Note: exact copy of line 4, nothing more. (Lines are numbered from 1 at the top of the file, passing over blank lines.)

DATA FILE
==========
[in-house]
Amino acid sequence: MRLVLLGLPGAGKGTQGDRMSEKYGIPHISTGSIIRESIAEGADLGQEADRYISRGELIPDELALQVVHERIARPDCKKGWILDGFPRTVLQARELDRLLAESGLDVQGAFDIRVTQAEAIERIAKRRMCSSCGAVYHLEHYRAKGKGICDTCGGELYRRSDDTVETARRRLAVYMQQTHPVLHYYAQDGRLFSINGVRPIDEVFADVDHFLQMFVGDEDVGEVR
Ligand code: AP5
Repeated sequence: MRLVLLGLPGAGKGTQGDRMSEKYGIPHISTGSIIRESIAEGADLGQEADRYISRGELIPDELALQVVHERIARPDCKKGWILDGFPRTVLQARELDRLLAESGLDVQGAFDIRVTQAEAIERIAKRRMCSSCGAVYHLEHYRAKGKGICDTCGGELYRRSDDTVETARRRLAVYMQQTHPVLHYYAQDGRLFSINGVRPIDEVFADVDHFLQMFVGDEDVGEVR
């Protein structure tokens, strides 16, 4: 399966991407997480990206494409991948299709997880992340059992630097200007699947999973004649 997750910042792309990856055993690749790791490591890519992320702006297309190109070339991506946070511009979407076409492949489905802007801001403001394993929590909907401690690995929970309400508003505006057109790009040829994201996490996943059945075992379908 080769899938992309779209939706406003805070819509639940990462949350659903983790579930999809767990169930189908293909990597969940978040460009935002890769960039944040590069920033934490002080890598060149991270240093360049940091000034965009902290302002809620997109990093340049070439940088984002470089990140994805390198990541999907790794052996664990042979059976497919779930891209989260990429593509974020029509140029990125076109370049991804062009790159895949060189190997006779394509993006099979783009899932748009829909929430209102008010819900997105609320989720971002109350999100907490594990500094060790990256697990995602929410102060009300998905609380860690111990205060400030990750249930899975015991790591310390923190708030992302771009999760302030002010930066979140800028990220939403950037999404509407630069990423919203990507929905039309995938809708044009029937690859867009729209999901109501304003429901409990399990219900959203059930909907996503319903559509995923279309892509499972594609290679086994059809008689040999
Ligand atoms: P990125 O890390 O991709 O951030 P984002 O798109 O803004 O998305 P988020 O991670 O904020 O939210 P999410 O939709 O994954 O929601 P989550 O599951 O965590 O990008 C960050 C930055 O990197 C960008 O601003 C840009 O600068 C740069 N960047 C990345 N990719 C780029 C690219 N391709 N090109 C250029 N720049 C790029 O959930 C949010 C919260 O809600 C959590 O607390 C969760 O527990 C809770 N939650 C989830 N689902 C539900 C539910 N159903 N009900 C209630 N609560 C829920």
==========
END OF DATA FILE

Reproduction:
Repeated sequence: MRLVLLGLPGAGKGTQGDRMSEKYGIPHISTGSIIRESIAEGADLGQEADRYISRGELIPDELALQVVHERIARPDCKKGWILDGFPRTVLQARELDRLLAESGLDVQGAFDIRVTQAEAIERIAKRRMCSSCGAVYHLEHYRAKGKGICDTCGGELYRRSDDTVETARRRLAVYMQQTHPVLHYYAQDGRLFSINGVRPIDEVFADVDHFLQMFVGDEDVGEVR